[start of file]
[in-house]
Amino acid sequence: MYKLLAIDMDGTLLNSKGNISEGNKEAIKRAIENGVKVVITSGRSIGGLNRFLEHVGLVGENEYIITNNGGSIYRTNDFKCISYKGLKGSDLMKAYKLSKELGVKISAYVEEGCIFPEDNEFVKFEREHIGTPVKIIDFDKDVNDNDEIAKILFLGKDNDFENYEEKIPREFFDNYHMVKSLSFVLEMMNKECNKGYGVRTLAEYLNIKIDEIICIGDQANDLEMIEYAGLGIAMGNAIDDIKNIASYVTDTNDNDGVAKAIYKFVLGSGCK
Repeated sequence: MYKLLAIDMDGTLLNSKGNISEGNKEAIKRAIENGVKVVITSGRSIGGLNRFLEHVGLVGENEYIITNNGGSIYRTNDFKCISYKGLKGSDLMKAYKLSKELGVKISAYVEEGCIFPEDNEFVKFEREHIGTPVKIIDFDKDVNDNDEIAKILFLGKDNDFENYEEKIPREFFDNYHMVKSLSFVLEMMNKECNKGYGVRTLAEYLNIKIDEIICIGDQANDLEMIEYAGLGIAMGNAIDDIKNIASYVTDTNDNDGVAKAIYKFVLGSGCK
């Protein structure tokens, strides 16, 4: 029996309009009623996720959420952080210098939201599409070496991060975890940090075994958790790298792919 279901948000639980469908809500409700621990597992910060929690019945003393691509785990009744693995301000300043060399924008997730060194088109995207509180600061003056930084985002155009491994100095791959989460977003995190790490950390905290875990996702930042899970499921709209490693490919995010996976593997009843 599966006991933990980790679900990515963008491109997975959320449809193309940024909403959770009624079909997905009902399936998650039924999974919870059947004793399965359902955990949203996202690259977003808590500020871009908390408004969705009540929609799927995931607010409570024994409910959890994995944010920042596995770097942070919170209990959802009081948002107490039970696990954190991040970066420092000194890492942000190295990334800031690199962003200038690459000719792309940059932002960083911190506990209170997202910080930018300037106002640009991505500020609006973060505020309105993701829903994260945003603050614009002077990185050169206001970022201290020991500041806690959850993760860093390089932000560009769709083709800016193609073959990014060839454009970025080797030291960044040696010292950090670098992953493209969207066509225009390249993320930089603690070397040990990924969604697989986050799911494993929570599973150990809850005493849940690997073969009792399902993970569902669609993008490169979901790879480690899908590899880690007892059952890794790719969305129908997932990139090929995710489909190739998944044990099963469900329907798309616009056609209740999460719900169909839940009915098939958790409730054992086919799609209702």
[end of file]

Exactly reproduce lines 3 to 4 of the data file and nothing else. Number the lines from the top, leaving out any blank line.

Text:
Repeated sequence: MYKLLAIDMDGTLLNSKGNISEGNKEAIKRAIENGVKVVITSGRSIGGLNRFLEHVGLVGENEYIITNNGGSIYRTNDFKCISYKGLKGSDLMKAYKLSKELGVKISAYVEEGCIFPEDNEFVKFEREHIGTPVKIIDFDKDVNDNDEIAKILFLGKDNDFENYEEKIPREFFDNYHMVKSLSFVLEMMNKECNKGYGVRTLAEYLNIKIDEIICIGDQANDLEMIEYAGLGIAMGNAIDDIKNIASYVTDTNDNDGVAKAIYKFVLGSGCK
């Protein structure tokens, strides 16, 4: 029996309009009623996720959420952080210098939201599409070496991060975890940090075994958790790298792919 279901948000639980469908809500409700621990597992910060929690019945003393691509785990009744693995301000300043060399924008997730060194088109995207509180600061003056930084985002155009491994100095791959989460977003995190790490950390905290875990996702930042899970499921709209490693490919995010996976593997009843 599966006991933990980790679900990515963008491109997975959320449809193309940024909403959770009624079909997905009902399936998650039924999974919870059947004793399965359902955990949203996202690259977003808590500020871009908390408004969705009540929609799927995931607010409570024994409910959890994995944010920042596995770097942070919170209990959802009081948002107490039970696990954190991040970066420092000194890492942000190295990334800031690199962003200038690459000719792309940059932002960083911190506990209170997202910080930018300037106002640009991505500020609006973060505020309105993701829903994260945003603050614009002077990185050169206001970022201290020991500041806690959850993760860093390089932000560009769709083709800016193609073959990014060839454009970025080797030291960044040696010292950090670098992953493209969207066509225009390249993320930089603690070397040990990924969604697989986050799911494993929570599973150990809850005493849940690997073969009792399902993970569902669609993008490169979901790879480690899908590899880690007892059952890794790719969305129908997932990139090929995710489909190739998944044990099963469900329907798309616009056609209740999460719900169909839940009915098939958790409730054992086919799609209702």